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December 8, 2021

Social Equity Council approves criteria for legal cannabis businesses; application process still not ready

Skyler Frazer | Hartford Business Journal A woman holds up a sign that says "fee waivers" during the Social Equity Council's meeting Dec. 7. During the meeting the council discussed what financial assistance programs could be available to those hoping to open cannabis establishments in the state.

The cannabis industry’s Social Equity Council on Tuesday approved key final criteria for establishing recreational marijuana businesses in the state, but a few more steps must be taken before the application process can officially begin, officials said.

At its final scheduled meeting of the year, the SEC approved ownership and control requirements, social equity plan criteria, and workforce development requirements for those hoping to start cannabis-related businesses in the state following adult-use recreational legalization earlier this year.

While the council approved those measures, it didn’t officially begin the application process as it was expected to do: through a series of amendments and motions, council members voted to hold a special meeting to iron out details related to financial technical assistance programs for those who plan to submit social equity applications.

“The application window will not be triggered until the point at which we have our special meeting to approve the technical assistance accelerator program,” SEC Chair Andrea Comer said during the meeting.

It wasn’t immediately clear when that meeting would take place.

Further, the council voted that their approvals for income and residency documentation requirements for social equity applicants were contingent on the Department of Consumer Protection (DCP) extending the 60-day window for application submissions to 90 days.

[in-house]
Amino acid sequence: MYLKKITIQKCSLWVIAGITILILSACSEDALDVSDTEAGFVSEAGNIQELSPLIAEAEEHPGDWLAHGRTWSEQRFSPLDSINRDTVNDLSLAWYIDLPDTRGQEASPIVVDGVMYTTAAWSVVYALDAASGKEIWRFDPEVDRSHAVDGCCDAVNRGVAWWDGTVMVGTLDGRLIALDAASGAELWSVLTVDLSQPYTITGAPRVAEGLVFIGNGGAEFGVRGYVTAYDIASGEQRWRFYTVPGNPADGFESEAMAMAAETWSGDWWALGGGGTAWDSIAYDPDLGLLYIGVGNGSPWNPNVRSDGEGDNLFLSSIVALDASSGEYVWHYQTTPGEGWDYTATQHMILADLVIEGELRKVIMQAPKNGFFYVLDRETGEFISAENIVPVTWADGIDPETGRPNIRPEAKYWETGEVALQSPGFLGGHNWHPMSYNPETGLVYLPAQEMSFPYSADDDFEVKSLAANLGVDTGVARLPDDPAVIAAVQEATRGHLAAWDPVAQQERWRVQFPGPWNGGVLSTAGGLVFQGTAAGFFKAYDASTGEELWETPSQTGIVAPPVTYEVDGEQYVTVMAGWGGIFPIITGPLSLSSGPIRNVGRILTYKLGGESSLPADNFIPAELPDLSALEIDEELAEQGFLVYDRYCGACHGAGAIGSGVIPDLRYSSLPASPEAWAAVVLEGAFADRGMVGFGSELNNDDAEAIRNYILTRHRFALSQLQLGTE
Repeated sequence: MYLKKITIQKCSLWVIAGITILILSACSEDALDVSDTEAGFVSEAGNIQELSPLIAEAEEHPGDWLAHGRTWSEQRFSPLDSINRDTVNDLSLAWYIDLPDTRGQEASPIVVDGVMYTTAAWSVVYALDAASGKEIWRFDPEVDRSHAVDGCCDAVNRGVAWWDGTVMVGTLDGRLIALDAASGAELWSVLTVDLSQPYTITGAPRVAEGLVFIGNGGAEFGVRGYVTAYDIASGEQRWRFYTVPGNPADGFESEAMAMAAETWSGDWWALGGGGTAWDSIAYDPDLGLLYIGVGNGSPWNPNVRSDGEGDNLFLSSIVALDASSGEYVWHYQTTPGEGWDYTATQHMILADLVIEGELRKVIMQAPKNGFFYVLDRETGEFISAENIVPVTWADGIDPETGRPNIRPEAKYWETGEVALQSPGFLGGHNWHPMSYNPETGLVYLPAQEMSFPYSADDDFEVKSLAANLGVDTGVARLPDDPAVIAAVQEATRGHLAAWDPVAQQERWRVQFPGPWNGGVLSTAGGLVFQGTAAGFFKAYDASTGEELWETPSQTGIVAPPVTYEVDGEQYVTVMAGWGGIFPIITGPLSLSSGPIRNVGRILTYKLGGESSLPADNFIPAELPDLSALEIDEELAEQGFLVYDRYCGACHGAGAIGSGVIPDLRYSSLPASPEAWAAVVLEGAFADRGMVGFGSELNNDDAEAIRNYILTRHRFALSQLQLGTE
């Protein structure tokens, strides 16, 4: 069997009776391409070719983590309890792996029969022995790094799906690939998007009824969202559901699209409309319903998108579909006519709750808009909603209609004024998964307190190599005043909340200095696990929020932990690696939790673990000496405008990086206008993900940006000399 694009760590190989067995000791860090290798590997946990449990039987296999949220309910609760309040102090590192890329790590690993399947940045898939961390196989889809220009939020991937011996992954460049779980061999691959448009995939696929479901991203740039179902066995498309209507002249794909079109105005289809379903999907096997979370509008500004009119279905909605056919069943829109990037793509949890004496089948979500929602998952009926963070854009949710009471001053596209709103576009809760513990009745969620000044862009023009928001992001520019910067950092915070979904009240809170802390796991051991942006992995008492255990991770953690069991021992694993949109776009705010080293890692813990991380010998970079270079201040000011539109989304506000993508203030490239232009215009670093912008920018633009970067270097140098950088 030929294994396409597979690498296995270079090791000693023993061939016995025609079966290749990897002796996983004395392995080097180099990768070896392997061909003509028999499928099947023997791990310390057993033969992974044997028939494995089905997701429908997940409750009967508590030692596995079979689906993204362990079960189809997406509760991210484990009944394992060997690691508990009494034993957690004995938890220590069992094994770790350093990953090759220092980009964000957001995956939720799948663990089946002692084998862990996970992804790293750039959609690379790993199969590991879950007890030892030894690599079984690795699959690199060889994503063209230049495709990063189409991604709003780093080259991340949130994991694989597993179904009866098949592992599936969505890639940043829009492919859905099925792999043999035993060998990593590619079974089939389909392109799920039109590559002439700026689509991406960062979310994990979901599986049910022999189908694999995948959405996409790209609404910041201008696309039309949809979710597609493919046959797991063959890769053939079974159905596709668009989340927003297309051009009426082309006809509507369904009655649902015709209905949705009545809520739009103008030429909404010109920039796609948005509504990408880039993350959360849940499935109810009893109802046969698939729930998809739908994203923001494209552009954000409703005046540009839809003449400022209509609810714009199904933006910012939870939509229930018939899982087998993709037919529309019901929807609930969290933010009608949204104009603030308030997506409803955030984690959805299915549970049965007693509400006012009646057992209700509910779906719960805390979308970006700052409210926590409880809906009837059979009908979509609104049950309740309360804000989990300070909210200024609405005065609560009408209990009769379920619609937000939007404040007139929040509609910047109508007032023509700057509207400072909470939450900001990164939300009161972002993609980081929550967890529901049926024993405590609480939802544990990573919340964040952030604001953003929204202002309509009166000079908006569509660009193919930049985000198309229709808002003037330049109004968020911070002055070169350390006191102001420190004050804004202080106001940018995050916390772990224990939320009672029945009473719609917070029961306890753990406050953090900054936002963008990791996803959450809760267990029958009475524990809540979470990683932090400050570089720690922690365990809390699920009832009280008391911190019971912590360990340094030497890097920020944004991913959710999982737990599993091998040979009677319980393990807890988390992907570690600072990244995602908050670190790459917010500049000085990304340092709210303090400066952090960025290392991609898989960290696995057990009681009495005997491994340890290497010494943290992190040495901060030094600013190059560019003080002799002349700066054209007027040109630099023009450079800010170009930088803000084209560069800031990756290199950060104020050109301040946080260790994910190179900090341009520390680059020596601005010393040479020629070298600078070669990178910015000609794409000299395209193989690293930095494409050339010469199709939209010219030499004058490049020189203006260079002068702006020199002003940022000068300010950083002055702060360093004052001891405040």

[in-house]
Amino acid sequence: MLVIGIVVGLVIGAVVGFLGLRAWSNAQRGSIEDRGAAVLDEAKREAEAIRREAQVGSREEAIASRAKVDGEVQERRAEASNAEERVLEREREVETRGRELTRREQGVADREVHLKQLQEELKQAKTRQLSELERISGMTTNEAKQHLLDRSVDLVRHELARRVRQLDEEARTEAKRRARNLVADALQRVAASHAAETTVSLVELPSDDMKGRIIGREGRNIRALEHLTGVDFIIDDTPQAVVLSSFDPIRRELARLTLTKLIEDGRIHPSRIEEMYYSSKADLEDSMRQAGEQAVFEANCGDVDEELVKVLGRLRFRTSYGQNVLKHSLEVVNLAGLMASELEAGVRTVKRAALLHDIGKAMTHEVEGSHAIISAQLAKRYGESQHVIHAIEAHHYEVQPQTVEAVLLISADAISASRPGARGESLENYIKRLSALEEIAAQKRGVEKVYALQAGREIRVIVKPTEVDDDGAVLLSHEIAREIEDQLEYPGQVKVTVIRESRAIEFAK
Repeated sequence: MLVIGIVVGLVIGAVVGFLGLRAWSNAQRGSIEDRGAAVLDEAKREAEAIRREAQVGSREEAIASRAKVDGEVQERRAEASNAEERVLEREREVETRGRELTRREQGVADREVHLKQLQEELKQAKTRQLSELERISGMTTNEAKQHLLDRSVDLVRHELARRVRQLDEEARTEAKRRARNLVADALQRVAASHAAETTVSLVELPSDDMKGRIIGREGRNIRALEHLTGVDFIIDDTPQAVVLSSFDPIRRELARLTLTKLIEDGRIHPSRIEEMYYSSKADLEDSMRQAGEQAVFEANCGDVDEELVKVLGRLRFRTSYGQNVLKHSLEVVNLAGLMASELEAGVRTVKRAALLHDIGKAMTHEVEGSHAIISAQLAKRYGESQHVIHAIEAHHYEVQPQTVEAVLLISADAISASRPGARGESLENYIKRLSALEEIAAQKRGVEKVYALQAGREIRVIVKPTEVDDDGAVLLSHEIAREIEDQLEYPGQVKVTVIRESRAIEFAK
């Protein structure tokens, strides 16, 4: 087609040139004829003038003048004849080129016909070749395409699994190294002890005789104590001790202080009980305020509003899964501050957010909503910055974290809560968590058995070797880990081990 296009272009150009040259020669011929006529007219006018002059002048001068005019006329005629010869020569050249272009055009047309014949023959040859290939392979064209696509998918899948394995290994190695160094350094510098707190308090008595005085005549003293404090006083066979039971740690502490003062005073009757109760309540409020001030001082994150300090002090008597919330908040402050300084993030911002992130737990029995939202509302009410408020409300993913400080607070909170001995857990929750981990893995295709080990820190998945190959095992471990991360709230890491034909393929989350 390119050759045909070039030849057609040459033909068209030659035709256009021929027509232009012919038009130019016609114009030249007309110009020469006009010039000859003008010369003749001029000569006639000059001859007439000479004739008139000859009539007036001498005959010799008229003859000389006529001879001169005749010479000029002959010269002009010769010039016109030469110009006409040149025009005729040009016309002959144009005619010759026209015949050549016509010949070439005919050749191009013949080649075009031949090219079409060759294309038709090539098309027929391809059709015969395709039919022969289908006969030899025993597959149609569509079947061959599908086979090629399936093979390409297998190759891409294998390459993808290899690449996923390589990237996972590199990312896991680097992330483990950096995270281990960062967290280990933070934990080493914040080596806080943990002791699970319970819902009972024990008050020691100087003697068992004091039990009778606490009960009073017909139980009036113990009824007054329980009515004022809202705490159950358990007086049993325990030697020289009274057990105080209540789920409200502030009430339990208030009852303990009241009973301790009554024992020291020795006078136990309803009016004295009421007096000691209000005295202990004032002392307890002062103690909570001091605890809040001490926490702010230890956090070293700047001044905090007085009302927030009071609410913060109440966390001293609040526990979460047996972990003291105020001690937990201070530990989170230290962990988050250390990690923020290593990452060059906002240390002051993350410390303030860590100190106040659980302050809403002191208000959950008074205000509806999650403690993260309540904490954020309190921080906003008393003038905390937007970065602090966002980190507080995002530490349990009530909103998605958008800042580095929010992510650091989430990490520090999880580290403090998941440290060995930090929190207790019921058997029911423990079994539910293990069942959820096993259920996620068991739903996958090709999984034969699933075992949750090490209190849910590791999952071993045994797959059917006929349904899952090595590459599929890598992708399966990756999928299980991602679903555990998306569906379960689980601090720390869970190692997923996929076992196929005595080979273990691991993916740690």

Had the SEC not included those contingencies, DCP would have begun accepting applications from both social equity and general businesses within the next 30 days. Those prospective businesses then would have had just 60 days to submit their applications.

Comer, who is also the deputy commissioner of the Department of Consumer Protection, called the state’s recent cannabis legalization legislation “an ambitious, yet imperfect, product,” during the meeting.

“Today’s vote by the Council is an important step towards ensuring equity in the cannabis market,” Comer said in a statement after the meeting. “Now that the criteria are approved, we can focus our efforts to ensure the impacted communities have the information and support they need.”

In terms of outreach, Social Equity Council Executive Director Ginne-Rae Clay said there will be symposiums and stakeholder discussions scheduled over the next few months for those hoping to get involved in the industry. The SEC website will continue to be updated with helpful information for prospective applicants, Clay said.

Her team will also build out a checklist to be used by prospective applicants to keep track of what documents they need or already have.

“It’s to ensure that social equity applicants understand the process and have access to the cannabis industry,” Clay said of outreach efforts.

Council member Michael Jefferson suggested that the SEC create additional committees, possibly related to technical assistance or quality control, as the process moves forward. Comer tasked the SEC’s governance committee with exploring the idea.

Eventually, the DCP will start accepting cannabis business license applications for nine different license categories and oversee a lottery process to determine which applicants it will consider. Council members will rule on whether applicants qualify for social equity status. General applicants also need the council to approve their social equity and workforce development plans.

“This Council has put in a great deal of work over the past few months researching best practices and listening to the community to create fair and equitable criteria and requirements. These criteria are intended to support and encourage the participation of social equity applicants in the adult-use cannabis market,” Clay said. “The vote today also signifies new career paths in and outside the cannabis market. Now it’s time to educate the public and help social equity applicants plan for success.”

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